Fluke treatment kills many fish at Texas aquarium
On Tuesday night, the Texas State Aquarium in Corpus Christi treated the exhibits with a medication intended to kill off parasitic flatworms detected in the tanks. The treatment had been tested on a smaller tank without any adverse effects. However, within about two hours after the chemical was administered to the Islands of Steel and Flower Gardens exhibits, the fish began to die.
Texas Aquarium Suffers Devastating Animal Losses After Medication Backfires http://t.co/LWULTEJ3ri
— Matthew Rogers (@3reef) April 16, 2015
Islands of Steel was the aquarium’s largest indoor exhibit, with a 125,000-gallon tank, intended to simulate the maritime habitat around the oil platforms. The exhibit featured green moray eels, spadefish, amberjack, tarpon, grouper, nurse shark and a sand tiger shark. All but two perished.
All the animals in the smaller Lionfish exhibit also died following the treatment.
The 40,000-gallon Flower Gardens exhibit replicated a coral reef in the Gulf of Mexico, and featured divers interacting with green moray eels, porcupine fish, French angelfish, cownose stingrays, tarpon and barracudas.
The aquarium’s chief marketing officer, Richard E. Glover Jr, said the facility was trying to kill a “particularly difficult parasite that had proven resistant to other treatments.” He described the parasite as Trematoda, a flatworm also known as fluke. The medication was “commonly used by many other aquariums” to kill the parasites. “Nothing like this has ever happened before,” he said.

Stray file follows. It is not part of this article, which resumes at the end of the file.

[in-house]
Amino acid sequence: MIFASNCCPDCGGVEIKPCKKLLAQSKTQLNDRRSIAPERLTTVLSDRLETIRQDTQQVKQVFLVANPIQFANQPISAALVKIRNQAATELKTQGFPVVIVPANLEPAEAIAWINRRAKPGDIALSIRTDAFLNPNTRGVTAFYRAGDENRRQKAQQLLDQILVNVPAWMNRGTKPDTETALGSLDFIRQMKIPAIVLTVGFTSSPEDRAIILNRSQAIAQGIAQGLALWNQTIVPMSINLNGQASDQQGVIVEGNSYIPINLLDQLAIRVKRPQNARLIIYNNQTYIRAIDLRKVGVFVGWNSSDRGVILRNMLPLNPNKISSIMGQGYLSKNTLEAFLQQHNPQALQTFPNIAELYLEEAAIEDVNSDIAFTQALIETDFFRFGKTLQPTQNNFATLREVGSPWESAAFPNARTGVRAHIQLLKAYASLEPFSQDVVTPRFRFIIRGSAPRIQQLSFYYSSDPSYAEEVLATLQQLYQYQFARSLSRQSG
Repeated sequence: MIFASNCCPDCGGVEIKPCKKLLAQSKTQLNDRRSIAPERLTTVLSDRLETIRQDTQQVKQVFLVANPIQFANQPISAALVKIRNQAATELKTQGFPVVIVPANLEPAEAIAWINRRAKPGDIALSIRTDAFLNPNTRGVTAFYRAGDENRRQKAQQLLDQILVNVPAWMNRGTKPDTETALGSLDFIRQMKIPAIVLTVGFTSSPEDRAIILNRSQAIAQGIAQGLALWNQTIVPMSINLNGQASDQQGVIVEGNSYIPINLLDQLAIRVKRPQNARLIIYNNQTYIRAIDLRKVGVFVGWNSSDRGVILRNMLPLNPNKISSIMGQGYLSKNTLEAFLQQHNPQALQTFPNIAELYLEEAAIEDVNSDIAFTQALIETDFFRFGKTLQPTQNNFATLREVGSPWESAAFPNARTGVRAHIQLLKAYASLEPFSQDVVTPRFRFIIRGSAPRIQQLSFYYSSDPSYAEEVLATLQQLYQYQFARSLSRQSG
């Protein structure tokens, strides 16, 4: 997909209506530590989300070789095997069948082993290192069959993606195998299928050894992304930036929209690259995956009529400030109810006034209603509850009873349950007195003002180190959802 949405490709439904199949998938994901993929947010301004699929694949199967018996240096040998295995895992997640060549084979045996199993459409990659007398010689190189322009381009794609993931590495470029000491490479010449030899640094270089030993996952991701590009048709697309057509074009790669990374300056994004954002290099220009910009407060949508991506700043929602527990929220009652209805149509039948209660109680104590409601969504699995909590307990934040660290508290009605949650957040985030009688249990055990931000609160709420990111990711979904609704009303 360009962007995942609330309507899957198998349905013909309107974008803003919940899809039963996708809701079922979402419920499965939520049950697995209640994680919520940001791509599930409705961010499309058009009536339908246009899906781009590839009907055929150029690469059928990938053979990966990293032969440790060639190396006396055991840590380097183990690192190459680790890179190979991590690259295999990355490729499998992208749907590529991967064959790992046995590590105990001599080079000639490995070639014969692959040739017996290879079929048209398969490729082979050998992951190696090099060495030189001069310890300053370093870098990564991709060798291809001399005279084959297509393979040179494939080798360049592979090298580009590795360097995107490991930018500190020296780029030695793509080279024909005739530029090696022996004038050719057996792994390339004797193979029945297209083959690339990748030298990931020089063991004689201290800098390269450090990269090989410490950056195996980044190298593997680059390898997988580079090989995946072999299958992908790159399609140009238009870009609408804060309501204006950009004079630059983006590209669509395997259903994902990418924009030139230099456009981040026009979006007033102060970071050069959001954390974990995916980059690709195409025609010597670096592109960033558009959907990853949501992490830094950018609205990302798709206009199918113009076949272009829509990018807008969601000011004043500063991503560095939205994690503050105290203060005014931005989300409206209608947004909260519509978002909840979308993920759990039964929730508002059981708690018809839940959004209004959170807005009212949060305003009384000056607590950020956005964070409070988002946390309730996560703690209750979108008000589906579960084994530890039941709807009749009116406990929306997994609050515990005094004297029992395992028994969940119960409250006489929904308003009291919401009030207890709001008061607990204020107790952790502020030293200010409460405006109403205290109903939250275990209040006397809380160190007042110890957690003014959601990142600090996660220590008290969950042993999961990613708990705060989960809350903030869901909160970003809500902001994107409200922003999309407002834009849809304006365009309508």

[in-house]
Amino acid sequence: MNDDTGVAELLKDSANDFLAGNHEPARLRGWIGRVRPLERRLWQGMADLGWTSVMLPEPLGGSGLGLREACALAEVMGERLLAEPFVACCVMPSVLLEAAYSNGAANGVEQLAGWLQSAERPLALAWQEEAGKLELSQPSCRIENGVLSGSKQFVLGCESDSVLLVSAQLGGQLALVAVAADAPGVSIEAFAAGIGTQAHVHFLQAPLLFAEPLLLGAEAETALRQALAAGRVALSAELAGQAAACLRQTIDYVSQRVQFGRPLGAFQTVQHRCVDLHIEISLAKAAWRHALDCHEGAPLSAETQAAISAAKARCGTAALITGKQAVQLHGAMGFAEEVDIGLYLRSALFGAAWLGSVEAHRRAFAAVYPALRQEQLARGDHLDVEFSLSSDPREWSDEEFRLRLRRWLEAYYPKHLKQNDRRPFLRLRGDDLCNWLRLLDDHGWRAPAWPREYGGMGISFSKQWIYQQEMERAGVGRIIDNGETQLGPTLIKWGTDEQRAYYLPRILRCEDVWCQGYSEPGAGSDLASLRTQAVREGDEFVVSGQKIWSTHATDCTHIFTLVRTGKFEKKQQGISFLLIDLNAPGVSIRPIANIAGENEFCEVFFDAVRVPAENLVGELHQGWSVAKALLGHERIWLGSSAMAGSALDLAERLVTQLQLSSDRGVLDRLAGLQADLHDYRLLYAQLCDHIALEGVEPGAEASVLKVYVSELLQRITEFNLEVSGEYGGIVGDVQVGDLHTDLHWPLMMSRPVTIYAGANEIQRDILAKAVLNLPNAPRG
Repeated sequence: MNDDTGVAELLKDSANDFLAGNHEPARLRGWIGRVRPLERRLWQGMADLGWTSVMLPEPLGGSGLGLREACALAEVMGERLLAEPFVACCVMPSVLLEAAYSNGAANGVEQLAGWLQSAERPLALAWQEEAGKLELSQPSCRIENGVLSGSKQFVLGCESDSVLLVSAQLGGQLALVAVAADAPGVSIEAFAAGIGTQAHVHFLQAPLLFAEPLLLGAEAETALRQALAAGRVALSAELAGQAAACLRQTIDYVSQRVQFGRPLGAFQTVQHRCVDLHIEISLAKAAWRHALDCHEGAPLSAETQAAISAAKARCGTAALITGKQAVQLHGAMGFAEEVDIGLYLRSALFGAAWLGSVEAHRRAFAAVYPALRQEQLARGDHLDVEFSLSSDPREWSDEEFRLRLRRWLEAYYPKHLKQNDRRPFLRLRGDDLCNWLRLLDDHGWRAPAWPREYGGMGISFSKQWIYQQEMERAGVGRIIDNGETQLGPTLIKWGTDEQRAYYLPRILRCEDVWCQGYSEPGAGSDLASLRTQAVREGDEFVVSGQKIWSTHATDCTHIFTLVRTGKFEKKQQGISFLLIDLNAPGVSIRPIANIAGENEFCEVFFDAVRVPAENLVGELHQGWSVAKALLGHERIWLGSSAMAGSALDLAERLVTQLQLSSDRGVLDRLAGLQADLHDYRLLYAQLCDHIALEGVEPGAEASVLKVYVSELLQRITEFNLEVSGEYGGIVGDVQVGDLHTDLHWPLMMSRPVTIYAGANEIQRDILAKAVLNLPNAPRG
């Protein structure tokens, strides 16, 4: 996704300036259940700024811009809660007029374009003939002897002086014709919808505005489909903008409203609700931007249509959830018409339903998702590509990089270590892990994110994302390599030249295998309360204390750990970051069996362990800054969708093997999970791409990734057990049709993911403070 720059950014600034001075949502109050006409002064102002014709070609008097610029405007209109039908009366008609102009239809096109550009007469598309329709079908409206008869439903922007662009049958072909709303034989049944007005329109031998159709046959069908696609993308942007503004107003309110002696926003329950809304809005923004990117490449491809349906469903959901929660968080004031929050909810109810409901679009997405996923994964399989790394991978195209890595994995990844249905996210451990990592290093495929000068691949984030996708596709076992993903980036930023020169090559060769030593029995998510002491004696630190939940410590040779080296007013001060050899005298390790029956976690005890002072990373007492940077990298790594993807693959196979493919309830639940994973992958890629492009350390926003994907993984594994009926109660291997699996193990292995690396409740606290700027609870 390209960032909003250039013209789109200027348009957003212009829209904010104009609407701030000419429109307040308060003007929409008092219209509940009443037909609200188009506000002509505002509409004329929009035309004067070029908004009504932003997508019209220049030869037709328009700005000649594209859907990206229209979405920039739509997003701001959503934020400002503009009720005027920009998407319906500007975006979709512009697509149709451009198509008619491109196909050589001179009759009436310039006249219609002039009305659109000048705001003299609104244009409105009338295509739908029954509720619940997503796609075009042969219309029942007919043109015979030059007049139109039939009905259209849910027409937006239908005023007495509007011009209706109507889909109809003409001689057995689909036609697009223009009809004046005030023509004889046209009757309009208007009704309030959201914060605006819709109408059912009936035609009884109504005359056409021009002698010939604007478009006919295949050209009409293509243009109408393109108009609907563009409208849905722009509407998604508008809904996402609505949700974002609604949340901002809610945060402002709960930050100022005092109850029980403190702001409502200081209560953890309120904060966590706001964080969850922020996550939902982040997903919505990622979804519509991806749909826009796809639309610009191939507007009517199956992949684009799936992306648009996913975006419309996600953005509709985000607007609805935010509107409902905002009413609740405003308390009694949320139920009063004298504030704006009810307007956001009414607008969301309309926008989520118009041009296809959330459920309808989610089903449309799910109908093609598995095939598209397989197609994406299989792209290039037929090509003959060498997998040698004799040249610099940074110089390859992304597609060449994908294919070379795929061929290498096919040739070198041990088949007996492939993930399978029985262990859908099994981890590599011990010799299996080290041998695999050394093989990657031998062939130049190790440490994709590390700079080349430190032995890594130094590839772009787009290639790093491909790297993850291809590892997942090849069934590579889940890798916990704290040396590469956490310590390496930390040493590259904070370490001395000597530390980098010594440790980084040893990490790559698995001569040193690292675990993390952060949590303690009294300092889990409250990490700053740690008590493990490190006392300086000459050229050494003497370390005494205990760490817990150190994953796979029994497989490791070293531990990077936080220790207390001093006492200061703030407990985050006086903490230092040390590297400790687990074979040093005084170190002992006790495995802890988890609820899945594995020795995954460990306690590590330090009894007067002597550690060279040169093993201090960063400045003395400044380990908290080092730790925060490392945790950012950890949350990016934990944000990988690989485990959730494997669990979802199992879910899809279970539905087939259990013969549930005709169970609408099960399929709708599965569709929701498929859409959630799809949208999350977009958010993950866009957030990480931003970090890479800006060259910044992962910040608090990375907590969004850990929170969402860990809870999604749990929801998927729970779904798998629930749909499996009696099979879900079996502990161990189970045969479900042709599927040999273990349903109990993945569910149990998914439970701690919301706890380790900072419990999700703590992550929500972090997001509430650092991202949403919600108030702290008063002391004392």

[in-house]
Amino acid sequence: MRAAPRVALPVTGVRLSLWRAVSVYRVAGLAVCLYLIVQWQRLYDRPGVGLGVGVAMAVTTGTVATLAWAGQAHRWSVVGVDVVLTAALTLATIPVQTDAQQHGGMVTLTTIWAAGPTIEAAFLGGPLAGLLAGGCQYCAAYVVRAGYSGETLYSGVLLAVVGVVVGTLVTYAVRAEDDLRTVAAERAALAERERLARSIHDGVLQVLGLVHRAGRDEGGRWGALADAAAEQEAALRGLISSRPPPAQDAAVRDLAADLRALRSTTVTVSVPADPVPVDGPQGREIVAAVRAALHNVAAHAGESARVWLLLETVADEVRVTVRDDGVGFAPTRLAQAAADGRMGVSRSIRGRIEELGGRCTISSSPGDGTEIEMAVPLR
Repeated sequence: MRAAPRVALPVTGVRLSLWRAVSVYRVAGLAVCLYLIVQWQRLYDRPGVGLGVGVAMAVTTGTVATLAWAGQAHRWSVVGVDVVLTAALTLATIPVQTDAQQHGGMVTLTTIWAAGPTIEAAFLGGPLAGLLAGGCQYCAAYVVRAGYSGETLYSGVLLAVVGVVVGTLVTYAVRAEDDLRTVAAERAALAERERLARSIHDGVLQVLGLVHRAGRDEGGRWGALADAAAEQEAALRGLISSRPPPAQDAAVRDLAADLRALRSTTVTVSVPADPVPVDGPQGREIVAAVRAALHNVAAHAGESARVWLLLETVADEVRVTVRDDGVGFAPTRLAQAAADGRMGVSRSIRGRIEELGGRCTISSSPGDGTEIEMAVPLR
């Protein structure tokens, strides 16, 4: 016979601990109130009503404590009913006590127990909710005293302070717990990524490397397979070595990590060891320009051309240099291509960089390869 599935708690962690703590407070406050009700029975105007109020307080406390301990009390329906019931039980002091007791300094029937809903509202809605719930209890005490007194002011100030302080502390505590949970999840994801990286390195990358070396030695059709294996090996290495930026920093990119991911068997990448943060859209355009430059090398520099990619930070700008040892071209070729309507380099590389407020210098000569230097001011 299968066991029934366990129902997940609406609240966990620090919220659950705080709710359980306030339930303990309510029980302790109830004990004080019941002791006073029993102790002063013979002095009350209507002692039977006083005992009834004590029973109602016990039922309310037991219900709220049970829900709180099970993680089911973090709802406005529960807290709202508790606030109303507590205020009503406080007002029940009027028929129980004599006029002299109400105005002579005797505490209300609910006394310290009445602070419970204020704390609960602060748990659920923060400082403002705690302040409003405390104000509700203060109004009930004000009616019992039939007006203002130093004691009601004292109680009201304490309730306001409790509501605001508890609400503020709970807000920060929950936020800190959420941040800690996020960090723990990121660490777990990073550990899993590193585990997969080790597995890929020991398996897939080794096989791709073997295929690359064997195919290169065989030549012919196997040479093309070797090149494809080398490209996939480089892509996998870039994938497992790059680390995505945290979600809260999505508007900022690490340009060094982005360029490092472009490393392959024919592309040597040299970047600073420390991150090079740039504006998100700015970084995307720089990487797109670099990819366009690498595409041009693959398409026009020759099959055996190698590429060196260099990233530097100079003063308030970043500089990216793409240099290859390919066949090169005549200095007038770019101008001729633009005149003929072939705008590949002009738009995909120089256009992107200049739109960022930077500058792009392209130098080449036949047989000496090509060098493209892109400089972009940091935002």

— Slade Sohmer (@SladeHV) April 16, 2015
“This has been an extremely difficult night and day for the people responsible for the day-to-day care of our animals, as well as all of our staff and volunteers,” Glover said in a statement. “Our husbandry staff puts their hearts and souls into the care given to all of the animals in our collection.”
None of the other indoor or outdoor exhibits were affected. The aquarium has sent water samples from the affected tanks to laboratories for testing, to get a clear explanation of why the fish were adversely affected.
Messages of solidarity began to pour in on the aquarium’s Facebook page, with people posting photographs of their visit to the exhibits in memory of the deceased fish. The facility is giving visitors a $5 admission discount while the affected exhibits are closed.